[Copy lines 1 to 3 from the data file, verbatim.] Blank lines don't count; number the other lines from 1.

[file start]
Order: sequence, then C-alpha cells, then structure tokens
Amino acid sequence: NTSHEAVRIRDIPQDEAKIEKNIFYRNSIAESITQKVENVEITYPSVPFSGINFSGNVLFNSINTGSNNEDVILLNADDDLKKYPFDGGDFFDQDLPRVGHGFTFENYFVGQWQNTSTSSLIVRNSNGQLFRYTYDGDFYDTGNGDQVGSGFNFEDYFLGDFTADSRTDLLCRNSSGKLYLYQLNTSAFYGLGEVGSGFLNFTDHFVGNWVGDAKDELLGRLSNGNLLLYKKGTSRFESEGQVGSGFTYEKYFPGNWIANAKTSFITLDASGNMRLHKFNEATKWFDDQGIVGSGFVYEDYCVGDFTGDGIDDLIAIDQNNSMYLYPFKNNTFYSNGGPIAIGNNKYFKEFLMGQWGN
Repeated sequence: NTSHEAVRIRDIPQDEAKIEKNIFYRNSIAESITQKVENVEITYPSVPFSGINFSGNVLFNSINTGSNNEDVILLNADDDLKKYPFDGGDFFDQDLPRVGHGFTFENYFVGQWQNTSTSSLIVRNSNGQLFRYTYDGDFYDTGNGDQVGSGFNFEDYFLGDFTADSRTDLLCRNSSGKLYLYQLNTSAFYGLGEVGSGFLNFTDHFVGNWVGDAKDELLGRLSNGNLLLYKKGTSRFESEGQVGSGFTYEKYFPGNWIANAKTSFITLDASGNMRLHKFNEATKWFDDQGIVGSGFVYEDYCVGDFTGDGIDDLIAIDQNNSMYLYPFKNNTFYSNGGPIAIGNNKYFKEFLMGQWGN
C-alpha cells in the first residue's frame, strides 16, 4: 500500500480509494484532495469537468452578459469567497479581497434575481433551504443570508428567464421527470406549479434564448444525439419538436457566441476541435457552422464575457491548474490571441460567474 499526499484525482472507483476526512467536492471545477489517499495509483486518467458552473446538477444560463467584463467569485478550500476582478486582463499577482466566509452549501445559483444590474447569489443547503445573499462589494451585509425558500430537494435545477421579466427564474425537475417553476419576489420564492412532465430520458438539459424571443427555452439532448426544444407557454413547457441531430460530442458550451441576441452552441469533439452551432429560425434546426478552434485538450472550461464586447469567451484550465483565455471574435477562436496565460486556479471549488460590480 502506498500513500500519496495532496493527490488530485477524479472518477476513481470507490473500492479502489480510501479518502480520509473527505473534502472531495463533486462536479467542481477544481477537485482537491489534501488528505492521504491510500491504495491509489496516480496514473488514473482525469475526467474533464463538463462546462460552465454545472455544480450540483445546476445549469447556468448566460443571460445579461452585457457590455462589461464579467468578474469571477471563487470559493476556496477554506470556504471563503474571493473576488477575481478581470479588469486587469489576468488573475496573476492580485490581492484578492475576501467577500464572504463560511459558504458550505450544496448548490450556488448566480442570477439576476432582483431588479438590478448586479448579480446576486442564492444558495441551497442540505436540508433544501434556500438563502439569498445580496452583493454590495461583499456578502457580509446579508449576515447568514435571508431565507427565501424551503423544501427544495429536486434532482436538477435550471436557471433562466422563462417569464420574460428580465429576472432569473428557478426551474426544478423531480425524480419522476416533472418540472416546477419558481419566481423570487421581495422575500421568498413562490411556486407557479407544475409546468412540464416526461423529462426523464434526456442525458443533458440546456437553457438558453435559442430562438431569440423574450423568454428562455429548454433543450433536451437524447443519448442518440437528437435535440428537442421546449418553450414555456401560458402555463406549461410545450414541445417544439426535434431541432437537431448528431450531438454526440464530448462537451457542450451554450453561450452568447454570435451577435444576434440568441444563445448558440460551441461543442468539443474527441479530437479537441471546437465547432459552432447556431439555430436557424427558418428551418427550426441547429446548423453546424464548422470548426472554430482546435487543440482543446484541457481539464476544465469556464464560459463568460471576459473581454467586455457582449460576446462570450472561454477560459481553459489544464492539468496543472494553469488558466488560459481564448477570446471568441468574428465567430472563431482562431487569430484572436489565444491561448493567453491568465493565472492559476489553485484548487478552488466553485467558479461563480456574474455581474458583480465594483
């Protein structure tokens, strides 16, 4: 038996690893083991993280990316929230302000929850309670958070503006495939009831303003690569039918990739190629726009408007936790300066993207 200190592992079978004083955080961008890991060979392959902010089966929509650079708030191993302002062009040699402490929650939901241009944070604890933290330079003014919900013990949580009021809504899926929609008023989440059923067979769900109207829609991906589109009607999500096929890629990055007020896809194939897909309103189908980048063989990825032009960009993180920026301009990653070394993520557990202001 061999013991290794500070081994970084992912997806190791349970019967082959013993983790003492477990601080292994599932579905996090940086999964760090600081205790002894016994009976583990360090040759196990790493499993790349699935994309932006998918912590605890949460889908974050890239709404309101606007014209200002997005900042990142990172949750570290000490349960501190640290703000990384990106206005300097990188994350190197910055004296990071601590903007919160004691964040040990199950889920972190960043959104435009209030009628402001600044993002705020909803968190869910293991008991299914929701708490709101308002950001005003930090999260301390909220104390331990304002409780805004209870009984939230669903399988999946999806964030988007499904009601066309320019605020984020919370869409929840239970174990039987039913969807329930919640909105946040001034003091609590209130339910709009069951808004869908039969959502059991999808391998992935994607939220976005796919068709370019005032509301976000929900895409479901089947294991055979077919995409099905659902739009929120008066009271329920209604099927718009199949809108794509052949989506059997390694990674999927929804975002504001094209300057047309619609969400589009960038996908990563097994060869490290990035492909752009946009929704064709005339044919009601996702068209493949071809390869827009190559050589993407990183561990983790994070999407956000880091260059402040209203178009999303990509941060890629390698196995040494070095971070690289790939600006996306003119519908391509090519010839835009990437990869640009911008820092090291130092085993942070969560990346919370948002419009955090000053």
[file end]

Order: sequence, then C-alpha cells, then structure tokens
Amino acid sequence: NTSHEAVRIRDIPQDEAKIEKNIFYRNSIAESITQKVENVEITYPSVPFSGINFSGNVLFNSINTGSNNEDVILLNADDDLKKYPFDGGDFFDQDLPRVGHGFTFENYFVGQWQNTSTSSLIVRNSNGQLFRYTYDGDFYDTGNGDQVGSGFNFEDYFLGDFTADSRTDLLCRNSSGKLYLYQLNTSAFYGLGEVGSGFLNFTDHFVGNWVGDAKDELLGRLSNGNLLLYKKGTSRFESEGQVGSGFTYEKYFPGNWIANAKTSFITLDASGNMRLHKFNEATKWFDDQGIVGSGFVYEDYCVGDFTGDGIDDLIAIDQNNSMYLYPFKNNTFYSNGGPIAIGNNKYFKEFLMGQWGN
Repeated sequence: NTSHEAVRIRDIPQDEAKIEKNIFYRNSIAESITQKVENVEITYPSVPFSGINFSGNVLFNSINTGSNNEDVILLNADDDLKKYPFDGGDFFDQDLPRVGHGFTFENYFVGQWQNTSTSSLIVRNSNGQLFRYTYDGDFYDTGNGDQVGSGFNFEDYFLGDFTADSRTDLLCRNSSGKLYLYQLNTSAFYGLGEVGSGFLNFTDHFVGNWVGDAKDELLGRLSNGNLLLYKKGTSRFESEGQVGSGFTYEKYFPGNWIANAKTSFITLDASGNMRLHKFNEATKWFDDQGIVGSGFVYEDYCVGDFTGDGIDDLIAIDQNNSMYLYPFKNNTFYSNGGPIAIGNNKYFKEFLMGQWGN